HOW to be a BETTER PHOTOGRAPHER


Lately, I've gotten a lot of questions about photography. The question I hear most often is:

"What camera should I buy to take better photos?"

Most people ask me about gear. While I do usually recommend a few cameras or lenses,  I end up talking about the other things you can do to take better pictures. I focus on these things for two reasons:

- I just don't believe in advising people to buy equipment before they can afford it
- I really believe you can hone your skills and define your style without fancy gear

I'm certainly not an expert, but I am beginning to understand what helps me continually strive to produce better work. Increasingly, I'm starting to be able to describe what "better" looks like for me, and how I define success.

This post is not about the technical side of photography, mostly because I find technical information about photography very boring to read. Rather, today's post focuses on my top 10 tips for non-technical things you can do to become a better, more passionate photographer.

I hope you find this helpful, and I would love to hear any other suggestions you could offer!

1. Find mentors and inspirations

If you can't find a mentor in real life, find virtual mentors on the internet!

I list this as number one because it is so powerful to see the work of people who pour their hearts, souls and talents into the art and business of photography the way these people do. Discovering the work of each one of these photographers has inspired me more than I can possibly describe. They're fashion, lifestyle, wedding, portrait and fine art photographers, and they are wonderful beyond words.

Even though I've only met two of them in person, I consider them mentors because I learn so much from them. Many of them (particularly Jasmine and Alex) are very generous with the amount of information they share, and their willingness to help others. Their energy, ambition and gorgeous photos have buoyed my spirits at times when I've been down on myself or my work. It's a dream of mine to help other photographers as much as these people (albeit unknowingly) have helped me.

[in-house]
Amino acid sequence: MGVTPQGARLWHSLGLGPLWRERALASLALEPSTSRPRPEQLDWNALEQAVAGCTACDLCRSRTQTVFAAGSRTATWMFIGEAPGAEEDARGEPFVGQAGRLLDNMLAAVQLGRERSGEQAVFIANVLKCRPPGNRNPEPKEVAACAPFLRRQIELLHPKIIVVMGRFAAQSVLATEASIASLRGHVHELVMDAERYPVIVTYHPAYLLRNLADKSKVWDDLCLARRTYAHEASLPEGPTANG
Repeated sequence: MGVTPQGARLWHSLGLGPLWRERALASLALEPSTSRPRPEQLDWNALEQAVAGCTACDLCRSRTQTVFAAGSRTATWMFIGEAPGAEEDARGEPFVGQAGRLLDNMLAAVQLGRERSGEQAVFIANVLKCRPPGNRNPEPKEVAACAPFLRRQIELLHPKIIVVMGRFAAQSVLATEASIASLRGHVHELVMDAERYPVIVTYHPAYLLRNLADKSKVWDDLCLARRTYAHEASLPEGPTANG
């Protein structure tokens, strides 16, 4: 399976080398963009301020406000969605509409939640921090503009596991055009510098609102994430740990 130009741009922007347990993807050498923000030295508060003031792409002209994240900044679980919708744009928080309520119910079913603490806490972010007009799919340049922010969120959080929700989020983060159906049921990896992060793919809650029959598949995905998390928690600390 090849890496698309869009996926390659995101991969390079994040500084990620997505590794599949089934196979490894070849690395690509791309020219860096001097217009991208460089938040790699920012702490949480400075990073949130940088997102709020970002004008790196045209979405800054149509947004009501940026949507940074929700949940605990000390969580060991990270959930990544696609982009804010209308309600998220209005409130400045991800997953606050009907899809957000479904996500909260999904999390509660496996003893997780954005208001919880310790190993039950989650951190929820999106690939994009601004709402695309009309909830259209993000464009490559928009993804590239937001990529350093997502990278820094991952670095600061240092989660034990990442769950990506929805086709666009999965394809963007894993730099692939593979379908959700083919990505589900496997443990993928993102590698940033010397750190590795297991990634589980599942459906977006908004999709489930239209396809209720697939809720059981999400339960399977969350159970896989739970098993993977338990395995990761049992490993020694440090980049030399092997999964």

Jasmine StarAlex BeadonDavina + DanielJose VillaMax WangerRosie HardyJames HeaslipThomas WhitesideAutumn de WildeEllen von UnwerthSarah RhoadsW. Scott ChesterIrene SuchockiPeter LindberghLindsay DrennanLara JadeNirrimiStephanie RausserGarance Doré, Elizabeth Messina, Erin Samuell, Gina Kolsrud.

2. Create a community

For a while, I was having a hard time finding other photographers to connect with. There didn't appear to be a vibrant community of photographers in my city. Somewhat frustrated, I set out to create my own. I started connect with some really great people both online and off. I attended more events, bringing my camera and chatted with other photographers there. I joined Flickr and Open Source Photo. I started subscribing to newsletters such as Digital Photography School. I watched the free, live courses and paid to download my favourites on creativeLIVE. I followed more photographers on Twitter and Facebook. All of a sudden, I realized I had a huge circle of peers, and a thriving community of people from whom I learn on a daily basis.

3. Search for beauty everywhere you look

Ideas for pictures can come from anywhere. In addition to looking at photos, try to expand your aesthetic palette. Get yourself interested in new music, architecture, television, films, advertising. Go for long walks with and without your camera and try to shift your perspective and see things differently.

4. Define what inspires you